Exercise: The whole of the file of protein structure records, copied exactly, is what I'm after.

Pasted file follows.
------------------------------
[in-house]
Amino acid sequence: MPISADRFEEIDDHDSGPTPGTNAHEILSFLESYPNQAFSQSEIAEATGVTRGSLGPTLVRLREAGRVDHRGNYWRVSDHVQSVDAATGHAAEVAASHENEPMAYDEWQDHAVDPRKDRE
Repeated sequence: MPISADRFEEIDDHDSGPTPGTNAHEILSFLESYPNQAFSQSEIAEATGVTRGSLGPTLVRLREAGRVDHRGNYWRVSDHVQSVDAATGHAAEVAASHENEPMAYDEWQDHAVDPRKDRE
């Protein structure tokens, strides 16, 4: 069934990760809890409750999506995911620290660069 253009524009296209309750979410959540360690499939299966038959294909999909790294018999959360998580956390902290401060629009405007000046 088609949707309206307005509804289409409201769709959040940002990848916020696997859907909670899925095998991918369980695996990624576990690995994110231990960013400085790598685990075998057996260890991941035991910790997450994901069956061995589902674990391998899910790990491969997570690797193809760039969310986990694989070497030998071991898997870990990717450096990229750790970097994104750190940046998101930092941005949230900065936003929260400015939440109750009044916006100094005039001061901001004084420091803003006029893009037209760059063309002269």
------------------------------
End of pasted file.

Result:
[in-house]
Amino acid sequence: MPISADRFEEIDDHDSGPTPGTNAHEILSFLESYPNQAFSQSEIAEATGVTRGSLGPTLVRLREAGRVDHRGNYWRVSDHVQSVDAATGHAAEVAASHENEPMAYDEWQDHAVDPRKDRE
Repeated sequence: MPISADRFEEIDDHDSGPTPGTNAHEILSFLESYPNQAFSQSEIAEATGVTRGSLGPTLVRLREAGRVDHRGNYWRVSDHVQSVDAATGHAAEVAASHENEPMAYDEWQDHAVDPRKDRE
């Protein structure tokens, strides 16, 4: 069934990760809890409750999506995911620290660069 253009524009296209309750979410959540360690499939299966038959294909999909790294018999959360998580956390902290401060629009405007000046 088609949707309206307005509804289409409201769709959040940002990848916020696997859907909670899925095998991918369980695996990624576990690995994110231990960013400085790598685990075998057996260890991941035991910790997450994901069956061995589902674990391998899910790990491969997570690797193809760039969310986990694989070497030998071991898997870990990717450096990229750790970097994104750190940046998101930092941005949230900065936003929260400015939440109750009044916006100094005039001061901001004084420091803003006029893009037209760059063309002269």